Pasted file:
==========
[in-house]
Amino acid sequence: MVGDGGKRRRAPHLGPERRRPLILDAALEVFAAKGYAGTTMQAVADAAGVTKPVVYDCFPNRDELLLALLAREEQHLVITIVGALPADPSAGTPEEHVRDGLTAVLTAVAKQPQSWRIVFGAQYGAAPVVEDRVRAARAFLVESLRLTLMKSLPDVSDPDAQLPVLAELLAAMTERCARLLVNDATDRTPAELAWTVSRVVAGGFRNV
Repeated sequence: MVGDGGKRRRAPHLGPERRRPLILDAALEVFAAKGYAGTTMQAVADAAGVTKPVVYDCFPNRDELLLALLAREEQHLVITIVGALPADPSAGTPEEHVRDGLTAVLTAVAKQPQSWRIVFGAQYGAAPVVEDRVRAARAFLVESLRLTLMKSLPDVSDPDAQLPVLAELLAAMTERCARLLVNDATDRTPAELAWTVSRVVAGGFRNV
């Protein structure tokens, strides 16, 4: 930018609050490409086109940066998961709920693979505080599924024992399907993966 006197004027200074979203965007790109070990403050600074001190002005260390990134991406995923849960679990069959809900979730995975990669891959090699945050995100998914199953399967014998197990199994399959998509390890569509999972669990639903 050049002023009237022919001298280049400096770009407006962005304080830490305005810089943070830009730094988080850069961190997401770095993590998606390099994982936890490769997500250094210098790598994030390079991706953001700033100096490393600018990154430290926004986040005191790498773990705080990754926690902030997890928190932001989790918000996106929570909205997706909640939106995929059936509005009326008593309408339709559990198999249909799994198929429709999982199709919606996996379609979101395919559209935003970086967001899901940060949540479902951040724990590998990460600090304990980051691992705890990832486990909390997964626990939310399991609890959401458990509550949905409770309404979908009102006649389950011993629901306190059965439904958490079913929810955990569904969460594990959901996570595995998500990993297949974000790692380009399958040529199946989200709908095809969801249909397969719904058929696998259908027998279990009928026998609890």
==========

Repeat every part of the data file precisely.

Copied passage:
[in-house]
Amino acid sequence: MVGDGGKRRRAPHLGPERRRPLILDAALEVFAAKGYAGTTMQAVADAAGVTKPVVYDCFPNRDELLLALLAREEQHLVITIVGALPADPSAGTPEEHVRDGLTAVLTAVAKQPQSWRIVFGAQYGAAPVVEDRVRAARAFLVESLRLTLMKSLPDVSDPDAQLPVLAELLAAMTERCARLLVNDATDRTPAELAWTVSRVVAGGFRNV
Repeated sequence: MVGDGGKRRRAPHLGPERRRPLILDAALEVFAAKGYAGTTMQAVADAAGVTKPVVYDCFPNRDELLLALLAREEQHLVITIVGALPADPSAGTPEEHVRDGLTAVLTAVAKQPQSWRIVFGAQYGAAPVVEDRVRAARAFLVESLRLTLMKSLPDVSDPDAQLPVLAELLAAMTERCARLLVNDATDRTPAELAWTVSRVVAGGFRNV
């Protein structure tokens, strides 16, 4: 930018609050490409086109940066998961709920693979505080599924024992399907993966 006197004027200074979203965007790109070990403050600074001190002005260390990134991406995923849960679990069959809900979730995975990669891959090699945050995100998914199953399967014998197990199994399959998509390890569509999972669990639903 050049002023009237022919001298280049400096770009407006962005304080830490305005810089943070830009730094988080850069961190997401770095993590998606390099994982936890490769997500250094210098790598994030390079991706953001700033100096490393600018990154430290926004986040005191790498773990705080990754926690902030997890928190932001989790918000996106929570909205997706909640939106995929059936509005009326008593309408339709559990198999249909799994198929429709999982199709919606996996379609979101395919559209935003970086967001899901940060949540479902951040724990590998990460600090304990980051691992705890990832486990909390997964626990939310399991609890959401458990509550949905409770309404979908009102006649389950011993629901306190059965439904958490079913929810955990569904969460594990959901996570595995998500990993297949974000790692380009399958040529199946989200709908095809969801249909397969719904058929696998259908027998279990009928026998609890």